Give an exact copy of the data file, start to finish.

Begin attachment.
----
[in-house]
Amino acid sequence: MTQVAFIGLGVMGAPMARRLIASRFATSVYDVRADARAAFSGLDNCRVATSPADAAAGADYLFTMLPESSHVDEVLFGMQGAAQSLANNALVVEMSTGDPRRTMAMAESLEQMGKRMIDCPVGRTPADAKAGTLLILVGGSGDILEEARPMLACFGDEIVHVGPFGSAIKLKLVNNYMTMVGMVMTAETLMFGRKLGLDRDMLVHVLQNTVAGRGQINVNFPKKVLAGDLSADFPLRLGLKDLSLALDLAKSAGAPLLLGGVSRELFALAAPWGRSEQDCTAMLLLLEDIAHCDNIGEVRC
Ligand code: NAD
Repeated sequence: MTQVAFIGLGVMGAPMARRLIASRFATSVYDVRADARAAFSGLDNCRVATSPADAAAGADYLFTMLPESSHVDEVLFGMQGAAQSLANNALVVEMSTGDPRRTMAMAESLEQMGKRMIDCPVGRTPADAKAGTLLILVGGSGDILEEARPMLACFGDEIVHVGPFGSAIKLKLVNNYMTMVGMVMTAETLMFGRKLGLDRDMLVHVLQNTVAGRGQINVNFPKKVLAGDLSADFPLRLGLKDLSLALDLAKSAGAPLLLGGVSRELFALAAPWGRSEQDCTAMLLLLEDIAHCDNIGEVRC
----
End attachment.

[in-house]
Amino acid sequence: MTQVAFIGLGVMGAPMARRLIASRFATSVYDVRADARAAFSGLDNCRVATSPADAAAGADYLFTMLPESSHVDEVLFGMQGAAQSLANNALVVEMSTGDPRRTMAMAESLEQMGKRMIDCPVGRTPADAKAGTLLILVGGSGDILEEARPMLACFGDEIVHVGPFGSAIKLKLVNNYMTMVGMVMTAETLMFGRKLGLDRDMLVHVLQNTVAGRGQINVNFPKKVLAGDLSADFPLRLGLKDLSLALDLAKSAGAPLLLGGVSRELFALAAPWGRSEQDCTAMLLLLEDIAHCDNIGEVRC
Ligand code: NAD
Repeated sequence: MTQVAFIGLGVMGAPMARRLIASRFATSVYDVRADARAAFSGLDNCRVATSPADAAAGADYLFTMLPESSHVDEVLFGMQGAAQSLANNALVVEMSTGDPRRTMAMAESLEQMGKRMIDCPVGRTPADAKAGTLLILVGGSGDILEEARPMLACFGDEIVHVGPFGSAIKLKLVNNYMTMVGMVMTAETLMFGRKLGLDRDMLVHVLQNTVAGRGQINVNFPKKVLAGDLSADFPLRLGLKDLSLALDLAKSAGAPLLLGGVSRELFALAAPWGRSEQDCTAMLLLLEDIAHCDNIGEVRC